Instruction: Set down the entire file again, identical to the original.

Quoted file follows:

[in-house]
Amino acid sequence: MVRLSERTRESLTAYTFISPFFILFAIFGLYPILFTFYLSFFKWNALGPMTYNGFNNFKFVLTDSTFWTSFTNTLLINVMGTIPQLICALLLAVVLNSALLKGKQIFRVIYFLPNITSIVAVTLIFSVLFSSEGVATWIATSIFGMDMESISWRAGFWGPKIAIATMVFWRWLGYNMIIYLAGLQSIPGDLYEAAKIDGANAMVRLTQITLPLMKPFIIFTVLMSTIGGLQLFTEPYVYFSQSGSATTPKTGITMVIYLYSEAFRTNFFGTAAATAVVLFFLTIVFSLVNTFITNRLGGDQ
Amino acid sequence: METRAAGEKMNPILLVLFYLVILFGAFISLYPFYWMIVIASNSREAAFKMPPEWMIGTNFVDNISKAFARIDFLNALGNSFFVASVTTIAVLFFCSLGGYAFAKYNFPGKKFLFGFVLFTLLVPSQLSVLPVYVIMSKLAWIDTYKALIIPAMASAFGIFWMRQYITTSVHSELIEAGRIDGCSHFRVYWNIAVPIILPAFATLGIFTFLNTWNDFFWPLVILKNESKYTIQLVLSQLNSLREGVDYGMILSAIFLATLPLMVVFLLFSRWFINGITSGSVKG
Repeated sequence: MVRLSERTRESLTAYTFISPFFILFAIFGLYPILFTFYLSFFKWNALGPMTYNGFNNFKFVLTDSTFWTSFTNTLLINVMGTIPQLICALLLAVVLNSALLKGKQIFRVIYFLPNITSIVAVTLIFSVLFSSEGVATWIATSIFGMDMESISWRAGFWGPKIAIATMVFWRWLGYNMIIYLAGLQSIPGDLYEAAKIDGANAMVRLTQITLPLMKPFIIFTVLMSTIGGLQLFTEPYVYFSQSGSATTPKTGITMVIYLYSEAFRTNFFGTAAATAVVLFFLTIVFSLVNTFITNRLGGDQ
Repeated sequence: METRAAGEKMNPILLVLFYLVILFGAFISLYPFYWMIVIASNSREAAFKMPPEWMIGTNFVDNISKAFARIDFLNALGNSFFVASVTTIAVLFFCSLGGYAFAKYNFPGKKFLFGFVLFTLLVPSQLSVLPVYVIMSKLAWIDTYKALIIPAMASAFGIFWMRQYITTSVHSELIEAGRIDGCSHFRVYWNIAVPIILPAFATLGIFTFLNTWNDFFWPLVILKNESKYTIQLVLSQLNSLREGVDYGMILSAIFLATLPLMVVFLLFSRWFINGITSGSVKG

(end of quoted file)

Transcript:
[in-house]
Amino acid sequence: MVRLSERTRESLTAYTFISPFFILFAIFGLYPILFTFYLSFFKWNALGPMTYNGFNNFKFVLTDSTFWTSFTNTLLINVMGTIPQLICALLLAVVLNSALLKGKQIFRVIYFLPNITSIVAVTLIFSVLFSSEGVATWIATSIFGMDMESISWRAGFWGPKIAIATMVFWRWLGYNMIIYLAGLQSIPGDLYEAAKIDGANAMVRLTQITLPLMKPFIIFTVLMSTIGGLQLFTEPYVYFSQSGSATTPKTGITMVIYLYSEAFRTNFFGTAAATAVVLFFLTIVFSLVNTFITNRLGGDQ
Amino acid sequence: METRAAGEKMNPILLVLFYLVILFGAFISLYPFYWMIVIASNSREAAFKMPPEWMIGTNFVDNISKAFARIDFLNALGNSFFVASVTTIAVLFFCSLGGYAFAKYNFPGKKFLFGFVLFTLLVPSQLSVLPVYVIMSKLAWIDTYKALIIPAMASAFGIFWMRQYITTSVHSELIEAGRIDGCSHFRVYWNIAVPIILPAFATLGIFTFLNTWNDFFWPLVILKNESKYTIQLVLSQLNSLREGVDYGMILSAIFLATLPLMVVFLLFSRWFINGITSGSVKG
Repeated sequence: MVRLSERTRESLTAYTFISPFFILFAIFGLYPILFTFYLSFFKWNALGPMTYNGFNNFKFVLTDSTFWTSFTNTLLINVMGTIPQLICALLLAVVLNSALLKGKQIFRVIYFLPNITSIVAVTLIFSVLFSSEGVATWIATSIFGMDMESISWRAGFWGPKIAIATMVFWRWLGYNMIIYLAGLQSIPGDLYEAAKIDGANAMVRLTQITLPLMKPFIIFTVLMSTIGGLQLFTEPYVYFSQSGSATTPKTGITMVIYLYSEAFRTNFFGTAAATAVVLFFLTIVFSLVNTFITNRLGGDQ
Repeated sequence: METRAAGEKMNPILLVLFYLVILFGAFISLYPFYWMIVIASNSREAAFKMPPEWMIGTNFVDNISKAFARIDFLNALGNSFFVASVTTIAVLFFCSLGGYAFAKYNFPGKKFLFGFVLFTLLVPSQLSVLPVYVIMSKLAWIDTYKALIIPAMASAFGIFWMRQYITTSVHSELIEAGRIDGCSHFRVYWNIAVPIILPAFATLGIFTFLNTWNDFFWPLVILKNESKYTIQLVLSQLNSLREGVDYGMILSAIFLATLPLMVVFLLFSRWFINGITSGSVKG